Three Ways to Support Local Japanese Businesses From Abroad During Covid-19
Japan, like many other countries, has been greatly impacted by the devastating effects of the coronavirus. Forced to contend not only with a local population that is no longer venturing out as usual, businesses that once relied on a steady stream of tourism have needed to tighten the belt even more. With the 2020 Olympics officially postponed and the country’s borders still closed to travel from most countries, these local businesses are in need of help if they are to survive. Thanks to technology’s ability to bring people together like never before, people around the world who love Japan and its culture have the opportunity to support these businesses from afar and get something in return for doing so.
Jun 26 2020
If You Love Japan, Here Are Some Ways You Can Help
Very few people have managed to remain unaffected in the face of the coronavirus. With many business owners being forced to suspend operations and even more individuals out of work, planning future vacations or developing new skills during quarantine may be the last thing on people's minds. That being said, if you are in a position to help and want to make your next trip to Japan even more special, we've put together a few ways you can do just that.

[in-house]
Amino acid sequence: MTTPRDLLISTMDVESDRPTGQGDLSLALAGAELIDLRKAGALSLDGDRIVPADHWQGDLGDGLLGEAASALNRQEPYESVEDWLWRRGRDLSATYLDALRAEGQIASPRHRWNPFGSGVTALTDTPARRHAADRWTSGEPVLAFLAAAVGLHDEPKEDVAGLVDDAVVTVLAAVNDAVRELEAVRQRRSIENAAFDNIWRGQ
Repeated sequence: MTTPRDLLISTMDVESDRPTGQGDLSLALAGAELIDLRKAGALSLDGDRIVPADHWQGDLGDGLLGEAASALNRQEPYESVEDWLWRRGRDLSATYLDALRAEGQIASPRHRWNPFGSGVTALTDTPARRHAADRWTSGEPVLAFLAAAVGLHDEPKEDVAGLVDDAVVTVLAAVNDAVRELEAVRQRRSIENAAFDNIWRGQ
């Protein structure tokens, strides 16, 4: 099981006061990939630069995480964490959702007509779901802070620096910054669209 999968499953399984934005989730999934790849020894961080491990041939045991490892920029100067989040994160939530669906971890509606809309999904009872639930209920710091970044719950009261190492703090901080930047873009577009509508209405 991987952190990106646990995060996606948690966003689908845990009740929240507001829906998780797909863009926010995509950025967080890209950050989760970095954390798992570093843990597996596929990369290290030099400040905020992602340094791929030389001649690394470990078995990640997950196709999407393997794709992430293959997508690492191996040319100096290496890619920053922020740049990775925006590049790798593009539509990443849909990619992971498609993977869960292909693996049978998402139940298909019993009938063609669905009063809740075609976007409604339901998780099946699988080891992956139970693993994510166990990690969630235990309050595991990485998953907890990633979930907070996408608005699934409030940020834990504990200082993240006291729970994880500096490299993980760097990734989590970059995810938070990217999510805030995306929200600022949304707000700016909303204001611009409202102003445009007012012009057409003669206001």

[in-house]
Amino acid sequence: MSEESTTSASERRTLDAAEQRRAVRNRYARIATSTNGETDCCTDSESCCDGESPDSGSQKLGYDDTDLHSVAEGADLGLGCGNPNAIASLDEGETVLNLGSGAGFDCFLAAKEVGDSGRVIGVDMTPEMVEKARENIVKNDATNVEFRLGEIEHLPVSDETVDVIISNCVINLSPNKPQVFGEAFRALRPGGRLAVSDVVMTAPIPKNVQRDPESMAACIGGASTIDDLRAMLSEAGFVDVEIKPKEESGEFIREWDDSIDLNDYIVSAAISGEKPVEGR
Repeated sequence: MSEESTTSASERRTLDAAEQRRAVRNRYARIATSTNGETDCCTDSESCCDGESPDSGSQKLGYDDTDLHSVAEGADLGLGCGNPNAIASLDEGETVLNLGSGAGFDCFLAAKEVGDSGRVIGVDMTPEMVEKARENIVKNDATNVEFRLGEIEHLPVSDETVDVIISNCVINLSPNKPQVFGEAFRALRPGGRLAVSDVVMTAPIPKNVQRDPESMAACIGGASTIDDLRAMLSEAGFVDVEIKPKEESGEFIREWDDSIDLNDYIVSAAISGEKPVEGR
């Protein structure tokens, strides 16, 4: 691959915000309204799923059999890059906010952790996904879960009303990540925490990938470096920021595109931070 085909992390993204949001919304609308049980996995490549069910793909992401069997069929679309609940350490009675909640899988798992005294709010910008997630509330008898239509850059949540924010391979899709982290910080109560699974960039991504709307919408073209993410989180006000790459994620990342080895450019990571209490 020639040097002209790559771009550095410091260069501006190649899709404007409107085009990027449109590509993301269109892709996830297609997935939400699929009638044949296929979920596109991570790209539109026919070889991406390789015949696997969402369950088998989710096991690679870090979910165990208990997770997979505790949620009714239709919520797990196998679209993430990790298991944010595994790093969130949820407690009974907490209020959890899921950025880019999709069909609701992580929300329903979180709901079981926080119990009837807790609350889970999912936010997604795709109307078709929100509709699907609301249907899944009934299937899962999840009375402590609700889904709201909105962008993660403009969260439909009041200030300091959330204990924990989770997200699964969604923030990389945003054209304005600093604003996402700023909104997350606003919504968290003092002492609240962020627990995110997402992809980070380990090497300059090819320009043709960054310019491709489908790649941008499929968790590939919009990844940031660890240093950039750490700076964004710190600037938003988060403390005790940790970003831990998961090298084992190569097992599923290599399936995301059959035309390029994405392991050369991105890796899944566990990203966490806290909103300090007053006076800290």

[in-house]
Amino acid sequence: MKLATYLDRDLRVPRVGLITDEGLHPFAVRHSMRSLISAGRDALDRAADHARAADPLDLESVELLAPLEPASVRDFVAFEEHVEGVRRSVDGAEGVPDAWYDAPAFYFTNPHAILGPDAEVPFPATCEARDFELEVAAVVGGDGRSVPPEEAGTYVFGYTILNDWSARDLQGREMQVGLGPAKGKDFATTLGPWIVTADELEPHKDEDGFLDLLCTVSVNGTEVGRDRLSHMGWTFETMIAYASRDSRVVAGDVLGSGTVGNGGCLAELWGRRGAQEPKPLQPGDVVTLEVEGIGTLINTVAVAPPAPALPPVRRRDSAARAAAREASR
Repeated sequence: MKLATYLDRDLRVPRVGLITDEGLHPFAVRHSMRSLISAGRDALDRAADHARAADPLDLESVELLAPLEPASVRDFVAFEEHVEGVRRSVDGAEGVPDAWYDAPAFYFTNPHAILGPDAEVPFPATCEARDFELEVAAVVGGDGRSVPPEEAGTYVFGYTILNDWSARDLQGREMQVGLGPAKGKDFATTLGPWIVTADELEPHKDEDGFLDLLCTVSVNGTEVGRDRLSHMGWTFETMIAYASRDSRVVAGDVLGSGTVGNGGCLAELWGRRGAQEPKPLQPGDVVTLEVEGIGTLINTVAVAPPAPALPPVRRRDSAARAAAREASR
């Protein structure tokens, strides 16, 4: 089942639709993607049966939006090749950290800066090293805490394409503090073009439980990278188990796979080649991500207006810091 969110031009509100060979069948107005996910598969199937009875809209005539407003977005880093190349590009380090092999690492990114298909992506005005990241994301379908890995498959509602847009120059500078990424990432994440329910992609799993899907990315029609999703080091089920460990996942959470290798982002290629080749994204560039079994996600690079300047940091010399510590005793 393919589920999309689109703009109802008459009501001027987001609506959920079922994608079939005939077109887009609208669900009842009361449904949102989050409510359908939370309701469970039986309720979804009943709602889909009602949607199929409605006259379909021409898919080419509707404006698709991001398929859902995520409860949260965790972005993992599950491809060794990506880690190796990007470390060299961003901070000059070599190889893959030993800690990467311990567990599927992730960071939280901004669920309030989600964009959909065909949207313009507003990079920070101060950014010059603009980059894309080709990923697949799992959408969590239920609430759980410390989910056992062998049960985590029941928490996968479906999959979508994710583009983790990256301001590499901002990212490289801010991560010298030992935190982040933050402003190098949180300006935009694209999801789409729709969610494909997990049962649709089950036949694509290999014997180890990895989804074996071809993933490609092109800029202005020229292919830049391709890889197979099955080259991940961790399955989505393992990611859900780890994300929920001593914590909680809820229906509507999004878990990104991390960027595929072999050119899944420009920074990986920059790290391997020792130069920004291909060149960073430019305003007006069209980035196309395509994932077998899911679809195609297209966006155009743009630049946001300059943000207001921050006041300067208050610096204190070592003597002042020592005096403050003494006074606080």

Support Local Walking Tours and Get Something in Return!
As any experienced traveler knows, the best way to get to know a city is through the guidance of a local. Under normal circumstances, Japan Localized offers free walking tours for visitors in Kyoto, Tokyo, Osaka and Hiroshima. These in-depth tours run by English-speaking local residents aim to show guests a more “authentic” side of the city outside of the major tourist attractions.
As with any privately run free tour, Japan Localized’s guides depend on tips to earn money, with some even doing the tours as their full-time job. With tourists currently unable to enter the country, tour guides who relied on this regular income have been left without anything to replace it. Furthermore, local businesses that were frequently visited as part of the tours are feeling the effects as well. In particular, small shops that produce handmade traditional Japanese crafts are facing an uncertain future.
Though the date is uncertain, travel restrictions will eventually be lifted and tourists will once again be able to enter Japan. In anticipation of this time, the founder of Japan Localized, Dai Miyamoto, has created a crowdfunding campaign. With several tiers of rewards available, donors can receive vouchers for special experiences not found in their free tours such as a “Tokyo Old Quarter Walking Tour,” or a private tour for yourself and up to five guests in Tokyo or Kyoto. These tour vouchers also make a great gift for anyone planning a trip to Japan and can be redeemed any time through the end of 2022.
As an additional bonus, donors will receive a thank-you note from one of Japan Localized’s guides written on washi. This traditional Japanese paper is purchased directly from craftsmen in Kyoto, meaning your single donation will go towards helping multiple local businesses.
Book Your Hotel Early and Save
While travel to Japan will not return to its pre-corona peak for some time, it is becoming easier to imagine that some number of visitors may be able to visit before the end of the year, now that the state of emergency has been lifted and major businesses have implemented a range of infection-prevention measures.